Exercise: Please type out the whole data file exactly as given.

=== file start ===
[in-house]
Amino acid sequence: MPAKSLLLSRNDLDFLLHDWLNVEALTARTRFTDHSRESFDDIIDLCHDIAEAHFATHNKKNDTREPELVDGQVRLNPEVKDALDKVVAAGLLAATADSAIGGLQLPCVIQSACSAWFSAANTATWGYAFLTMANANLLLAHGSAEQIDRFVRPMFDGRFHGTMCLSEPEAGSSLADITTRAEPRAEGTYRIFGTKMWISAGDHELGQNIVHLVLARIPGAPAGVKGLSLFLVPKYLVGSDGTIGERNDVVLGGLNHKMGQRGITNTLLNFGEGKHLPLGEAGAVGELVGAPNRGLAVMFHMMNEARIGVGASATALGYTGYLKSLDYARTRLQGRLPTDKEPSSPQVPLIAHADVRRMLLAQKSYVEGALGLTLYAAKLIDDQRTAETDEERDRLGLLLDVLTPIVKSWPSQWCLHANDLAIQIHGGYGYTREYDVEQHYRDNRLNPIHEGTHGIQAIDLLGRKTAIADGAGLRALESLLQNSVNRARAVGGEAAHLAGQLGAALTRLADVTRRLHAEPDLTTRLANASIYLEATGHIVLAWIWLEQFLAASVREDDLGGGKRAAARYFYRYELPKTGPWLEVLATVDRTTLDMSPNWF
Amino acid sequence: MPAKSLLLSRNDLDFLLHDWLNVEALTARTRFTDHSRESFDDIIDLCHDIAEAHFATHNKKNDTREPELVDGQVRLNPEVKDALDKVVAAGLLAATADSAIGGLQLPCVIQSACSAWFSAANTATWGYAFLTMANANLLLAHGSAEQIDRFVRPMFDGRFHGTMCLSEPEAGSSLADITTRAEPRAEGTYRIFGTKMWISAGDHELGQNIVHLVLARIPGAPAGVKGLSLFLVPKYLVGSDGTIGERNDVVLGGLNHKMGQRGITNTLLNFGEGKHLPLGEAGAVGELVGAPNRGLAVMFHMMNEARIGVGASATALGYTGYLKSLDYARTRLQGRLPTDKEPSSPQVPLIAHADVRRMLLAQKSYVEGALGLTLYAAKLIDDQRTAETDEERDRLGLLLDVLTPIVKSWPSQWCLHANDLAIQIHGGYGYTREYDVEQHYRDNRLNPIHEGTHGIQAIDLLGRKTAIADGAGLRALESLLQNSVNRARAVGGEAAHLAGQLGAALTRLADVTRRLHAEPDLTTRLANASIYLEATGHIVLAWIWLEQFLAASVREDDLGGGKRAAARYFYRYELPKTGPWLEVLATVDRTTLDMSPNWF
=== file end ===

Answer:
[in-house]
Amino acid sequence: MPAKSLLLSRNDLDFLLHDWLNVEALTARTRFTDHSRESFDDIIDLCHDIAEAHFATHNKKNDTREPELVDGQVRLNPEVKDALDKVVAAGLLAATADSAIGGLQLPCVIQSACSAWFSAANTATWGYAFLTMANANLLLAHGSAEQIDRFVRPMFDGRFHGTMCLSEPEAGSSLADITTRAEPRAEGTYRIFGTKMWISAGDHELGQNIVHLVLARIPGAPAGVKGLSLFLVPKYLVGSDGTIGERNDVVLGGLNHKMGQRGITNTLLNFGEGKHLPLGEAGAVGELVGAPNRGLAVMFHMMNEARIGVGASATALGYTGYLKSLDYARTRLQGRLPTDKEPSSPQVPLIAHADVRRMLLAQKSYVEGALGLTLYAAKLIDDQRTAETDEERDRLGLLLDVLTPIVKSWPSQWCLHANDLAIQIHGGYGYTREYDVEQHYRDNRLNPIHEGTHGIQAIDLLGRKTAIADGAGLRALESLLQNSVNRARAVGGEAAHLAGQLGAALTRLADVTRRLHAEPDLTTRLANASIYLEATGHIVLAWIWLEQFLAASVREDDLGGGKRAAARYFYRYELPKTGPWLEVLATVDRTTLDMSPNWF
Amino acid sequence: MPAKSLLLSRNDLDFLLHDWLNVEALTARTRFTDHSRESFDDIIDLCHDIAEAHFATHNKKNDTREPELVDGQVRLNPEVKDALDKVVAAGLLAATADSAIGGLQLPCVIQSACSAWFSAANTATWGYAFLTMANANLLLAHGSAEQIDRFVRPMFDGRFHGTMCLSEPEAGSSLADITTRAEPRAEGTYRIFGTKMWISAGDHELGQNIVHLVLARIPGAPAGVKGLSLFLVPKYLVGSDGTIGERNDVVLGGLNHKMGQRGITNTLLNFGEGKHLPLGEAGAVGELVGAPNRGLAVMFHMMNEARIGVGASATALGYTGYLKSLDYARTRLQGRLPTDKEPSSPQVPLIAHADVRRMLLAQKSYVEGALGLTLYAAKLIDDQRTAETDEERDRLGLLLDVLTPIVKSWPSQWCLHANDLAIQIHGGYGYTREYDVEQHYRDNRLNPIHEGTHGIQAIDLLGRKTAIADGAGLRALESLLQNSVNRARAVGGEAAHLAGQLGAALTRLADVTRRLHAEPDLTTRLANASIYLEATGHIVLAWIWLEQFLAASVREDDLGGGKRAAARYFYRYELPKTGPWLEVLATVDRTTLDMSPNWF